Lawsuit Alleges Google Prioritized Delivery Apps In Search And Hijacked Restaurant Orders

delivery google
A group of restaurants in Florida have filed a lawsuit against tech giant Google for allegedly prioritizing food delivery apps over directing users to the restaurants' own websites. The lawsuit filed by Left Field Holdings claims the actions by Google amount to a "bait-and-switch."

The lawsuit was filed in Northern California District Court on March 8th, and accuses Google of essentially hijacking millions of customers' orders from restaurants. When customers would search for a restaurant, Google would provide an option to "order online" via the search page, circumventing the user from going to any of the restaurants' actual websites.

While this may seem like a tool that saves users time, it does not necessarily save them money. Delivery apps can charge fees as high as 20%-30%, which is the reason restaurants say they prefer customers order directly from them. The lawsuit says the strategy implemented by Google is nothing more than a "bait-and-switch" tactic.

"Google never bothered to obtain permission from the restaurants to sell their products online," it states in the lawsuit. "Google purposefully designed its websites to appear to the user to be offered, sponsored and approved by the restaurant, when they are not."

The lawsuit was filed on behalf of Left Field Holdings, a restaurant company that operates Lime Fresh Mexican Grill franchises. On the search pages, users are met with large buttons to order from food delivery companies like GrubHub, DoorDash, or Seamless. The lawsuit goes on to say this is "a tactic, no doubt, employed by Google to increase orders and clicks."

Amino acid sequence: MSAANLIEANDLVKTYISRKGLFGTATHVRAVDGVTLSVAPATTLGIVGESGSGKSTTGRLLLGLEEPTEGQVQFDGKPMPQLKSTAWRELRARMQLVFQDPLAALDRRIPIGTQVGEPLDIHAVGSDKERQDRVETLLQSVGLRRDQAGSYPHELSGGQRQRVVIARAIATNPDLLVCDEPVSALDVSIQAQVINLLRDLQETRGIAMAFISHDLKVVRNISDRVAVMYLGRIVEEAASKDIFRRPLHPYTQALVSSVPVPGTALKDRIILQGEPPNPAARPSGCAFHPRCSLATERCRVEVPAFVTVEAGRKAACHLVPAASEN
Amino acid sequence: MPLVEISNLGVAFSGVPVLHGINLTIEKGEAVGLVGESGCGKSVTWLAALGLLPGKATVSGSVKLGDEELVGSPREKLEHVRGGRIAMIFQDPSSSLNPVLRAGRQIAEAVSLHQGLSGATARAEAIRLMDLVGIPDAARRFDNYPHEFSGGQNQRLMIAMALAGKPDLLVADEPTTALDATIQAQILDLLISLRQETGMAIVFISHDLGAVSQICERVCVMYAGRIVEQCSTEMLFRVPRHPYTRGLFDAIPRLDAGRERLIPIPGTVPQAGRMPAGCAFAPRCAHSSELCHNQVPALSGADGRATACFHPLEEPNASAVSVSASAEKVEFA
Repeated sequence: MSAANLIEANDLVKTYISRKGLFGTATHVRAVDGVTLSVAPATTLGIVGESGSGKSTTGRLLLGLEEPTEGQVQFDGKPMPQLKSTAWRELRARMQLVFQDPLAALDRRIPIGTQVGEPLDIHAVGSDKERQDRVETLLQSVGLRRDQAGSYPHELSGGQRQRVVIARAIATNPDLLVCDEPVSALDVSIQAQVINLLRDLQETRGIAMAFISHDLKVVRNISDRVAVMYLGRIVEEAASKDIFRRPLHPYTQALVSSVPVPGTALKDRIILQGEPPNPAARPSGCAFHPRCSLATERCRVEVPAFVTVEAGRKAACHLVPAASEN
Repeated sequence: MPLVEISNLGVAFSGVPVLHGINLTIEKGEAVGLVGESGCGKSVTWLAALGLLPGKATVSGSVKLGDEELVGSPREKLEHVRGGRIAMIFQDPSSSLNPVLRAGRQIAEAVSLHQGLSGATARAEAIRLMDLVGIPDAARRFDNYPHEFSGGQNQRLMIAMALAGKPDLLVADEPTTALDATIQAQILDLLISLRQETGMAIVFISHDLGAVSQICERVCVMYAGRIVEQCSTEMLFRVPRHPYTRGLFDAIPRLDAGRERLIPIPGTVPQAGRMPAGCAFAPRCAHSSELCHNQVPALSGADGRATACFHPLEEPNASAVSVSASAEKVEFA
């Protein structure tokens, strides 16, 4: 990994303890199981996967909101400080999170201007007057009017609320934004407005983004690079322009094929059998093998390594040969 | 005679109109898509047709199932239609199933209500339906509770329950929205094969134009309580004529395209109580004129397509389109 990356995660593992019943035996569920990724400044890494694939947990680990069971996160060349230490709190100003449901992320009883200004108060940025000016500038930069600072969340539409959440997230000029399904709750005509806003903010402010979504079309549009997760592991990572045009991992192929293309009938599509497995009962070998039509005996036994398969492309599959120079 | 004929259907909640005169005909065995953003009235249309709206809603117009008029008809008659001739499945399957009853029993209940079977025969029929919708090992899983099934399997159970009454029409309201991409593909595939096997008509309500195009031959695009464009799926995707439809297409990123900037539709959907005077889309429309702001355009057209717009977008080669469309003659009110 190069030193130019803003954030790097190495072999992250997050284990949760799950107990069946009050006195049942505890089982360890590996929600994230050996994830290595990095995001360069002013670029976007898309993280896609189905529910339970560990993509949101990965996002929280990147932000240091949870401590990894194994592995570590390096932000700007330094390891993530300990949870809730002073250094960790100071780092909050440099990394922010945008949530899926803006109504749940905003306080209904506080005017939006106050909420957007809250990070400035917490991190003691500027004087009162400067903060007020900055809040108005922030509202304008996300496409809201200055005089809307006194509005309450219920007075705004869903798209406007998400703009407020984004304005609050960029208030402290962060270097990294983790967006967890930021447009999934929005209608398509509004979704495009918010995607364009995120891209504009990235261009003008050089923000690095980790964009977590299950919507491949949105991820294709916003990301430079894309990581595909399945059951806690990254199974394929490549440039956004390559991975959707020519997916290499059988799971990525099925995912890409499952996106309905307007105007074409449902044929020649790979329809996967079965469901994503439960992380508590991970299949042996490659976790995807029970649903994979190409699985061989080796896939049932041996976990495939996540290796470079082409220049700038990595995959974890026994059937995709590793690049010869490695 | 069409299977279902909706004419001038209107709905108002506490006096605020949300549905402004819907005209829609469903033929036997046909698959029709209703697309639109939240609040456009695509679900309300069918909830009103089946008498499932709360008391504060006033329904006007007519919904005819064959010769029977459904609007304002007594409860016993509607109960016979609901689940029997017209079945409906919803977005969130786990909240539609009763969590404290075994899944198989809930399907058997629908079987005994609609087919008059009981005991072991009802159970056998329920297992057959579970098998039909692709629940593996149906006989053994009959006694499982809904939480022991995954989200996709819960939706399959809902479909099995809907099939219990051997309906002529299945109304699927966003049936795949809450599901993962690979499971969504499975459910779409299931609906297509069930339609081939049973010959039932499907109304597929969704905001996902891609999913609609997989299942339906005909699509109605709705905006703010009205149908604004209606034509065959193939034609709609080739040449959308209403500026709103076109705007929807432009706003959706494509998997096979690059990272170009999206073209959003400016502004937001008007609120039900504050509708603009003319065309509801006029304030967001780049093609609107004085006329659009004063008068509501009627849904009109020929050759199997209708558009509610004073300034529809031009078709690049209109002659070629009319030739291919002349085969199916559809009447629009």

google delivery
Google has defended its use of the "Order Online" buttons saying it provides a service to its users, and that it receives nothing in return due to the feature.

"Our goal is to connect customers with restaurants they want to order food from and make it easier for them to do it through the 'Order Online' button," a spokesperson from Google said through a statement to CNET. "We provide tools for the merchants to indicate whether they support online orders or prefer a specific provider, including their own ordering website."

It would seem that Google's "Order Online" button stemmed from its acquisition of "The Ordering App." While the app was initially configured to earn a percentage of the sales, Google waived the fees in light of the Covid-19 pandemic. At some point, the lawsuit says the app shifted from being focused on restaurants to being focused on delivery companies instead.

According to the lawsuit, "Google prominently features the restaurant's tradename at the top of the page, above the restaurant's address and menu, to give the user the distinct impression that the storefront and products are authorized and sponsored by the restaurant, when they are not."

The complaint seems to be in line with how other restaurants feel about the situation as well, saying that onerous fees prevent establishments from making a profit on deliver app orders. The suit is seeking a class action against Google, alleging "tens of thousands" of potential plaintiffs may have had "millions of customers" diverted by the search giant.